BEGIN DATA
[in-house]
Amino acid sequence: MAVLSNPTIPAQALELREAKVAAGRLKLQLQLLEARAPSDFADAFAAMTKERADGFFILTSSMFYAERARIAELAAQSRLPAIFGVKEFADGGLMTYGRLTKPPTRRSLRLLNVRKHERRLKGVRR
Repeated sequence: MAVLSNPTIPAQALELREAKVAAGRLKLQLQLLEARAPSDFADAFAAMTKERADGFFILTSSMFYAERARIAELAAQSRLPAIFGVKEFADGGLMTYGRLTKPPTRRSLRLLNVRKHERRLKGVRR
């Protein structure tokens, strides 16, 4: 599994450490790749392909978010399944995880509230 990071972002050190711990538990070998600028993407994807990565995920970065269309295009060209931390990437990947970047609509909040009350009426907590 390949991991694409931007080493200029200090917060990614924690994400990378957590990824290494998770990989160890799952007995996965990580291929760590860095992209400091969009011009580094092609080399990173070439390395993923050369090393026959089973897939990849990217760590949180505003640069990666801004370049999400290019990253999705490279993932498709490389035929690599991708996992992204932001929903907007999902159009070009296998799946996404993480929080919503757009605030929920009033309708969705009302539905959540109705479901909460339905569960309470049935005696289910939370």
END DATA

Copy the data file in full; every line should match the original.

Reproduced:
[in-house]
Amino acid sequence: MAVLSNPTIPAQALELREAKVAAGRLKLQLQLLEARAPSDFADAFAAMTKERADGFFILTSSMFYAERARIAELAAQSRLPAIFGVKEFADGGLMTYGRLTKPPTRRSLRLLNVRKHERRLKGVRR
Repeated sequence: MAVLSNPTIPAQALELREAKVAAGRLKLQLQLLEARAPSDFADAFAAMTKERADGFFILTSSMFYAERARIAELAAQSRLPAIFGVKEFADGGLMTYGRLTKPPTRRSLRLLNVRKHERRLKGVRR
């Protein structure tokens, strides 16, 4: 599994450490790749392909978010399944995880509230 990071972002050190711990538990070998600028993407994807990565995920970065269309295009060209931390990437990947970047609509909040009350009426907590 390949991991694409931007080493200029200090917060990614924690994400990378957590990824290494998770990989160890799952007995996965990580291929760590860095992209400091969009011009580094092609080399990173070439390395993923050369090393026959089973897939990849990217760590949180505003640069990666801004370049999400290019990253999705490279993932498709490389035929690599991708996992992204932001929903907007999902159009070009296998799946996404993480929080919503757009605030929920009033309708969705009302539905959540109705479901909460339905569960309470049935005696289910939370």